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I’ve been having a series of conversations with my brother over the past few weeks. This is unusual for us, as he does his own thing in the southwest, and I do my own thing here, back east. However, it’s at the key moments when we have our pow-wows or invent silly inside jokes.
Sometimes it’s tough on us, too.
When our father died, for instance, we had to navigate the ugly, messy waters with my now former stepmother. There is nothing that I want to recall about that event but one thing that still makes me laugh is how my brother and I came up with the slogan, “Go Team!” whenever we had to deal with a terrible moment. He would even punch his fist in the air, yell, “Go Team!” and I’d dissolve into a pile of laughter, and tears, at the same time.
If I remember my dad’s funeral, it’s like watching a slide show or PowerPoint presentation in my head. There are certain bullet points that stand out. The moment I remember most of all, was when I was in front of the congregation, paralyzed in fear before speaking. My brother pressed his hand into the small of my back and whispered, “Go,” giving me the small push forward I needed to walk up to the podium.
My grief now turns toward my nephew. He’s been great and has made it through Covid-19 better than most. He faced leaving school in the middle of his last semester of college, finishing the last two months at home and graduating, online, with his fellow classmates. Me losing my New York City employment was a loss, but I could not imagine losing my last semester of senior year in college.
What has been concerning, is that my nephew has not at all taken the initiative to work, full time. My brother and I are coming to the bitter conclusion that he is brilliant but lazy. He will make any excuse not to go out and get full-time employment. He has part-time work, but barely enough to pay for extras, like gas for the car and a burger out. He’s currently living with his mother, and from what we can tell, he’s not paying her any rent or living expenses.
I think my last straw with my nephew was when we talked about what he wanted for Christmas. He asked me for a $300.00 gift and I told him that was out of my price range. A few days later, he texted that he was considering a few small things, and then hit me up for a $170.00 gift.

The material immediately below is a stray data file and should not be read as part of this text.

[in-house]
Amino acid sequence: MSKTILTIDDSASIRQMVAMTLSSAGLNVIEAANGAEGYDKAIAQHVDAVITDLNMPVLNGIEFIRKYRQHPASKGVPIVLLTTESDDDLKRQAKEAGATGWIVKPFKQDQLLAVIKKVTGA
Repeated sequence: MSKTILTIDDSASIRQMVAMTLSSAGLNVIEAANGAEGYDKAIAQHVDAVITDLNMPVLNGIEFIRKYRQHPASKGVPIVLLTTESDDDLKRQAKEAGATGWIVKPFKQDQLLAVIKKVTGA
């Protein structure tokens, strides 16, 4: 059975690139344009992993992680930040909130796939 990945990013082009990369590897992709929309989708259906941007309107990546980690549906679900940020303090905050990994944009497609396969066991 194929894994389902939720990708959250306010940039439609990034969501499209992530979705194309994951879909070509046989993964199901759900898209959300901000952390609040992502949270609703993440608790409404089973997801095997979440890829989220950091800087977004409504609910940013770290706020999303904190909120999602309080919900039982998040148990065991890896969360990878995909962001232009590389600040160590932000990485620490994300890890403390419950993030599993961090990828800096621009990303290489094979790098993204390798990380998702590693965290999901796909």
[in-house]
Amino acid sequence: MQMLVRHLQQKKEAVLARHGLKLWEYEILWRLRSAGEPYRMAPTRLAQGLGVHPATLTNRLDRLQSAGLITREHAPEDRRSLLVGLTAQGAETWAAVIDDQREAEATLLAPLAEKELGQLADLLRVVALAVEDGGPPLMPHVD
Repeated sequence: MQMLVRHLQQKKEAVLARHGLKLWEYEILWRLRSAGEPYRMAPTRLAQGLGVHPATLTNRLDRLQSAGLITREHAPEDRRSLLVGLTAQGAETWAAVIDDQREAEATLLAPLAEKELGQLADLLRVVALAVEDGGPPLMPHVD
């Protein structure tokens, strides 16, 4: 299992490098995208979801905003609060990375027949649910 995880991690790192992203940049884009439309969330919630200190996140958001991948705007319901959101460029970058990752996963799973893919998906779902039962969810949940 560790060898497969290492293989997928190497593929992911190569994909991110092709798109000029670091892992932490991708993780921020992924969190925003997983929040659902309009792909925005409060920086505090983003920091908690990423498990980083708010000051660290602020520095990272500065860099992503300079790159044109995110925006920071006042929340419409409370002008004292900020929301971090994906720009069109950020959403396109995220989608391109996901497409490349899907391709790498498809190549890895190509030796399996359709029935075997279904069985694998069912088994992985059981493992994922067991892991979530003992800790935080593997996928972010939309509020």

I’m not a cheap person, but I did not spend on myself this Christmas. I took the “extra” money I had, which I spread over two months, and gave it to the people who took care of me this year. That would be the hairdresser who made house calls when I was housebound after my accident. The superintendent and porter of the building I live in. The postman who delivers my mail. The garage attendants who have watched over my car when I haven’t been able to take the walk to check that that car is clean and running. I call these people my people, and know need to be taken care of because they go out of their way to take care of so many other people besides me.
So, hearing my nephew ask for an expensive present when he hasn’t worked and could afford or save up for a $170.00 item for himself if he did, set me on edge. I spoke to my brother about it, and the excuse my nephew is currently giving for not applying for work is that he is going to grad school in a few months.
That may be, and that may not be, but the truth is, he can still work a forty-hour week, even if it’s in retail or hospitality, while he’s waiting to go to school.
I called up my nephew and discussed with him my path to grad school and beyond. No one in my family paid for my grad school education. I worked full time and applied to grad school at night. I attended fourteen months of classes at night before grad school, to qualify for entry, while I continued to work full time. Then – I went to grad school at night and continued to work full time during the day. I took out a student loan and started paying it off from the first month of school because I could, through work.
When I relayed this information to my nephew, he said, “That’s a nice story.”
What?!!! In that snide comment, he dismissed three years and two months of the most relevant years of my life. I’ll admit it, I wanted to smack him in the head.
I then said, “You need to get up in the morning, get your ass out of bed, and get to work.”
After this episode, I did what I always do, which is, research something when I don’t know how to cope with or deal with it. Most of the advice I read stated a theme and variation of the following idea: “If someone is financially irresponsible, then cut them off.”
I’m not in the position to cut off my nephew as I am not responsible for his immediate welfare, but I am in the position to cut off buying expensive gifts when they are not warranted.